Sturmpanzer I Bison
Sturmpanzer I Bison
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[Client Values; Actual values in
|230230 HP Hit Points|
|6.76/76.95/9.2 t Weight Limit|
- Commander (Radio Operator)
|60100 hp Engine Power|
|40/10 km/h Speed Limit|
|1416 deg/s Traverse|
|8.8814.39 hp/t Power/Wt Ratio|
|13/13/13 mm Hull Armor|
|400//400// HP Damage|
|35//35// mm Penetration|
|r/m 2.63 r/m 2.63 Rate of Fire|
▲1052 Damage Per Minute
With 50% Crew: 1.065 m
With 50% Crew: 1.065 m
|s 6.5 s 6.5 Aim time|
|1616 deg/s Gun Traverse Speed|
|12° Gun Arc|
|-4°/+75°-4°/+75° Elevation Arc|
|2121 rounds Ammo Capacity|
|2020 % Chance of Fire|
|m 245 m 245 View Range|
|m 265 m 700 Signal Range|
Developed from 1939 through 1940 on the chassis of the Panzerkampfwagen I. Equipped with the 150 mm s.I.G. 33 gun that was mounted together with the gun carriage. Rate of fire was three rounds per minute; on-board ammunition totaled eight shells. The vehicle required the support of an ammunition carrier. The SPG was used from 1940 through 1943 during the French Campaign, Balkan Campaign, and on the Eastern Front. Later the Sturmpanzer II with a similar gun type was developed.
The Sturmpanzer I Bison marks the end of its German self-propelled gun line.
Modules / Available Equipment and Consumables
|Rate of fire
|III||15 cm s.I.G. 33 L/11||35||400||2.63||0.86||6.5||760||8880|
|Chance of Fire on Impact
|II||Maybach HL 38 TR||100||20||500||700|
|III||Sturmpanzer I verstärkteketten||9.2||16||0||2750||1160|
Pros and Cons
- Gun range: 600 m
- High damage and penetration, can one shot most LTs in tier upon direct hit
- Large splash radius for its tier and high shell trajectory, can damage unsuspecting opponents
- Is the only SPG at its tier that can stun
- Insanely powerful top radio, can stay in touch across the map; despite rarely useful due to its low accuracy at range
- Mediocre to bad maneuverability even for a SPG, slow acceleration and traverse
- Difficult to handle: has very limited gun arc, lengthy aim time and bad shell velocity
- Limited damage potential due to slow reload rate and small supply of only 12 shells on board
- Little self-defense capability: extremely low view range, unreliable accuracy even at point-blank range and little armor
The Bison differentiates itself from the other tier 3 SPGs by firing bigger shells with a slower rate of fire. A direct hit is fatal to most of the opponents it faces. The slow rate of fire is painful, but what really hurts is the time it takes to aim on targets.
If you're looking for an SPG to learn the ropes of the class with, you're probably better off not going with this one, but if you're experienced with higher tier artillery already, then you're probably already used to slow reload times. Regardless, if you don't like the Bison, it doesn't take long to get through it.
The Bison is a very slow SPG, having a low turning rate, acceleration, and top speed. It also doesn't hold too many shells, so firing erratically is ill-advised. The Bison does, however, have an excellent firing angle at long ranges, allowing you to shoot if an enemy is completely behind cover. Also, the Bison can one-shot any tier 2-3 scouts with ease, and any tier 4 scouts with 75% health or lower. Missing in close quarters engagements will prove lethal, however, due to its very slow rate of fire.
In all, consider the Bison the T92 of tier 3 artillery. Although it has a very poor aim time, rate of fire and accuracy, it has a huge splash radius, damage and penetration that will be sure to severely damage or destroy most tanks it fires at. This makes this SPG paradoxically better the higher tier matches it plays in; as the tanks get slower, this artillery gets more effective, crippling tier 4 tank destroyers and easily penetrating even an AMX 40 if you hit the right spots.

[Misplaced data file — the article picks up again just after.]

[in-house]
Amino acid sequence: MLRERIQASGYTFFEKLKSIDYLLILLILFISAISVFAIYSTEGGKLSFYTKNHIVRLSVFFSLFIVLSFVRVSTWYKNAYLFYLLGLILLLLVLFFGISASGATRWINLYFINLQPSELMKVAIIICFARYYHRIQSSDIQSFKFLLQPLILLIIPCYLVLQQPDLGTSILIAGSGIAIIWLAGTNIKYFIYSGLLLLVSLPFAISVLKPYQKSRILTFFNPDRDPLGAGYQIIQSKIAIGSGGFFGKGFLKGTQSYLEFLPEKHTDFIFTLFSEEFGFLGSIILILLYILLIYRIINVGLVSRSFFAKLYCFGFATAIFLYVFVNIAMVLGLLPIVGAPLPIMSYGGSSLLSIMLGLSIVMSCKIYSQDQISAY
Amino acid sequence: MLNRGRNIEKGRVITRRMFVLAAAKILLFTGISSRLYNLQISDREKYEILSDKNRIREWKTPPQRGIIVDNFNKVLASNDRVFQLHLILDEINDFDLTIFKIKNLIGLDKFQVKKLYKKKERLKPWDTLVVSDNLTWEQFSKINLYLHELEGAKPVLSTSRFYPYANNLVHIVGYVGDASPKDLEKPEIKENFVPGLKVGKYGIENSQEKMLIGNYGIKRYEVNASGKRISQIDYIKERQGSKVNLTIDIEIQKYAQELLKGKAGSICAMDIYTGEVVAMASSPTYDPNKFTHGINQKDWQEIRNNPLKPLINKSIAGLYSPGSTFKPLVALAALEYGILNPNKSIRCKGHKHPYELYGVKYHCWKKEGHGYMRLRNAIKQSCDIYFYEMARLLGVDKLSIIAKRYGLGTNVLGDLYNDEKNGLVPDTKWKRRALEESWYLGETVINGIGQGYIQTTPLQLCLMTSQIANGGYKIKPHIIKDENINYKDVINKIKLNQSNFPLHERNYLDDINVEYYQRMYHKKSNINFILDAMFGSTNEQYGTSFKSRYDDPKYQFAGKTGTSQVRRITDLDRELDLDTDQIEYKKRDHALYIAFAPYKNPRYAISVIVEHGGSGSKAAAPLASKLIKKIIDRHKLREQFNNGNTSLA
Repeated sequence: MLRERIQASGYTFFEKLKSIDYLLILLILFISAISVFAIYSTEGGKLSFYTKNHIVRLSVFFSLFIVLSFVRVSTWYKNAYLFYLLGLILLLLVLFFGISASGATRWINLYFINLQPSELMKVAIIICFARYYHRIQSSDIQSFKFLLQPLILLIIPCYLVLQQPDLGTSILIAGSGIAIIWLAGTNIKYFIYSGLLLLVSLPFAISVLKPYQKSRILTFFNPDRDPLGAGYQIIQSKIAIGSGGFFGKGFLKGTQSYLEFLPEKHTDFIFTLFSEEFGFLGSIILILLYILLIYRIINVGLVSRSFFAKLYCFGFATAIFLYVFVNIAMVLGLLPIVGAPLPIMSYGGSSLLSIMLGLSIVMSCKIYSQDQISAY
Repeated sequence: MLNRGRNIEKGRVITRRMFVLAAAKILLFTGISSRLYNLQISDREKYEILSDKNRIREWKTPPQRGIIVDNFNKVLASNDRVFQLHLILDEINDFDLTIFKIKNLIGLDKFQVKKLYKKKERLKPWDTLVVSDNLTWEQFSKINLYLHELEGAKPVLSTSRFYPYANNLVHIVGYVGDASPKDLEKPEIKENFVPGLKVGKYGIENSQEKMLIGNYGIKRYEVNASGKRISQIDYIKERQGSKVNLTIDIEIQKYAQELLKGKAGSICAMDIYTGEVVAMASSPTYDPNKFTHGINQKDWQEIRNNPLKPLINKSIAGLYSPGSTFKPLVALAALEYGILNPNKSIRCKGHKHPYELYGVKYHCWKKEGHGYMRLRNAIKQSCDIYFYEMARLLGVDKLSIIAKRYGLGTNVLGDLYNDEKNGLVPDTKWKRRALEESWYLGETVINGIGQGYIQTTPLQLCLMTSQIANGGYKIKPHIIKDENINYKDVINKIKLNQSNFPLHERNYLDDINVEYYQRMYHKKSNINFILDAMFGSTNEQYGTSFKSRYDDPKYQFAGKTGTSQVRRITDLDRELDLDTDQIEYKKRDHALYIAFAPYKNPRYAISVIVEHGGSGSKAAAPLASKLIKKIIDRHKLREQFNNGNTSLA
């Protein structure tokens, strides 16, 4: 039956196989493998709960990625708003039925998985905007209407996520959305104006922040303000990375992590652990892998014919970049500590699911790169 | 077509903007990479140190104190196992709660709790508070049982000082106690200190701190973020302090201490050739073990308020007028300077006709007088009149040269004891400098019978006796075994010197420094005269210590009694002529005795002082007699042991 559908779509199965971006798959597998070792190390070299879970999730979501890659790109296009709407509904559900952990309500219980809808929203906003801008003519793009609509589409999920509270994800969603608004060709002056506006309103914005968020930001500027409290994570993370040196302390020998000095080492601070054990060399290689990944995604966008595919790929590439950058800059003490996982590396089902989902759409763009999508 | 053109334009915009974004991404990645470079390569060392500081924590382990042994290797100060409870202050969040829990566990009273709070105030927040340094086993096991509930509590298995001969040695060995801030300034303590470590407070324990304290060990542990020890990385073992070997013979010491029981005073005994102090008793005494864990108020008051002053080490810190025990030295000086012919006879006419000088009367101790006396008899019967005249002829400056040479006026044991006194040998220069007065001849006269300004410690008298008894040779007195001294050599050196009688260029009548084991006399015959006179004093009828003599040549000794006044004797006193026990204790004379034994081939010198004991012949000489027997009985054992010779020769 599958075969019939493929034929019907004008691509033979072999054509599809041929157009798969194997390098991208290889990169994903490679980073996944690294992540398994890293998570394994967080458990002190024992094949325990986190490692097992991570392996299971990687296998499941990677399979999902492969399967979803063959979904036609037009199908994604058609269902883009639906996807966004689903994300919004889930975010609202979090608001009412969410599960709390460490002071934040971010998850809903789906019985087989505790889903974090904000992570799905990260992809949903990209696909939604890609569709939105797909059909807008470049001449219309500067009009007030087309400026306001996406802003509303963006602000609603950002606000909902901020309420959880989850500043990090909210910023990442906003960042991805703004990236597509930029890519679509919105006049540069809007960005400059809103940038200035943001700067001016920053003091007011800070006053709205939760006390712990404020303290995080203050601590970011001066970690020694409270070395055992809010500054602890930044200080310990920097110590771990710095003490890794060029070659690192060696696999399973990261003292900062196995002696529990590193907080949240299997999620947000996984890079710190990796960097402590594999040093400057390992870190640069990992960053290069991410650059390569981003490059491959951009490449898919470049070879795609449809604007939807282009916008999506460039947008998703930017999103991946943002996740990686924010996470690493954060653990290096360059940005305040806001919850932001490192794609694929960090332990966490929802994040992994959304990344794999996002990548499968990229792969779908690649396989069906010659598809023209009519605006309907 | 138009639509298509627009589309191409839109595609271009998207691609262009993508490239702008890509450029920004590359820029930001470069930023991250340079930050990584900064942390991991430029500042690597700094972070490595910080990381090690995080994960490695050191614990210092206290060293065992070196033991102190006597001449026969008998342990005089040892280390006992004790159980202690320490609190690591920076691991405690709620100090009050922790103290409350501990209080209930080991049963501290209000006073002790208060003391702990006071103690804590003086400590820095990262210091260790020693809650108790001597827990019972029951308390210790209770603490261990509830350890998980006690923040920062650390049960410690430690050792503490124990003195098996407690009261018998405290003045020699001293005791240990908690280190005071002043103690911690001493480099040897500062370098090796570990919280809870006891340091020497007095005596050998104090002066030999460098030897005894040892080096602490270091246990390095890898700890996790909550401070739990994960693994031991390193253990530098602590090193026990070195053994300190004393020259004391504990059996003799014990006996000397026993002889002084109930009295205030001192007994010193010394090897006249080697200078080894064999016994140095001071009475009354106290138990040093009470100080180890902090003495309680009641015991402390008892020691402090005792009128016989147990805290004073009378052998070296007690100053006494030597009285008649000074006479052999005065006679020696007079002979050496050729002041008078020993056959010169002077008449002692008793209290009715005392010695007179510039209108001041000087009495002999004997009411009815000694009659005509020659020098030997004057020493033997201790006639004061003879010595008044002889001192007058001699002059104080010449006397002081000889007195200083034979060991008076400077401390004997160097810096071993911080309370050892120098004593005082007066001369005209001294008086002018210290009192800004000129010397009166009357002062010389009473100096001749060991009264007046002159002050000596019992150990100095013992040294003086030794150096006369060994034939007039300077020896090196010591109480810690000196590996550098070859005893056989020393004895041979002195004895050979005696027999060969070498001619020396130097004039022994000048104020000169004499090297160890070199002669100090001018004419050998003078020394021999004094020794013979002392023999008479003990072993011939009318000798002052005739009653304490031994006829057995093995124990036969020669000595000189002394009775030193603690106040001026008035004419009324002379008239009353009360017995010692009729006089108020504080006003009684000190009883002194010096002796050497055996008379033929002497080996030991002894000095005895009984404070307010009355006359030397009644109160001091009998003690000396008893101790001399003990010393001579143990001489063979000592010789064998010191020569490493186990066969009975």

- The Maybach HL 38 TR engine carries over from the Pz. I and the Pz.Jg I, so you can install it if already acquired.
- Your best bet is likely to research the upgraded suspension first.
The chassis was overloaded and breakdowns were frequent. The vehicle's extreme height and lack of on-board ammunition were severe tactical drawbacks.Thirty-eight were produced in February 1940, by Alkett. Thirty-six of these were organized into independent schwere Infanteriegeschütz-Kompanie ("Self-propelled Heavy Infantry Gun Companies"); mot.S. Numbers 701-706 and these were assigned to the 1st, 2nd, 5th, 7th, 9th, and 10th Panzer Divisions in the Battle of France as well as Operation Barbarossa. The 705th and 706th were destroyed during Operation Barbarossa, belonging to the 7th and 10th Panzer Divisions respectively. Of the remaining companies, only the 701st participated in the opening stages of the subsequent Case Blue in 1942, although it, and its parent 9th Panzer Division, were transferred to the Army Group Center by the end of the summer of 1942. The last reference to them is with the 704th Company of the 5th Panzer Division during the middle of 1943.
Sources and External Links
- Trojca & Jaugitz, p. 5
- Niehorster, 1941
- Niehorster, 1942
- Chamberlain & Doyle, p. 24
- Chamberlain, Peter, and Hilary L. Doyle. Thomas L. Jentz (Technical Editor). Encyclopedia of German Tanks of World War Two: A Complete Illustrated Directory of German Battle Tanks, Armoured Cars, Self-propelled Guns, and Semi-tracked Vehicles, 1933–1945. London: Arms and Armour Press, 1978 (revised edition 1993) ISBN 1-85409-214-6.
- Niehorster, Leo. German World War II Organizational Series; Volume 3/I: Mechanized Army Divisions (22 June 1941) Hannover, Germany: Niehorster, 1990
- Niehorster, Leo. German World War II Organizational Series; Volume 4/I: Mechanized Army Divisions (28 June 1942) Hannover, Germany: Niehorster, 1994
- Trojca, Waldemar and Jaugitz, Markus. Sturmtiger and Sturmpanzer in Combat. Katowice, Poland: Model Hobby, 2008 ISBN 978-83-60041-29-1
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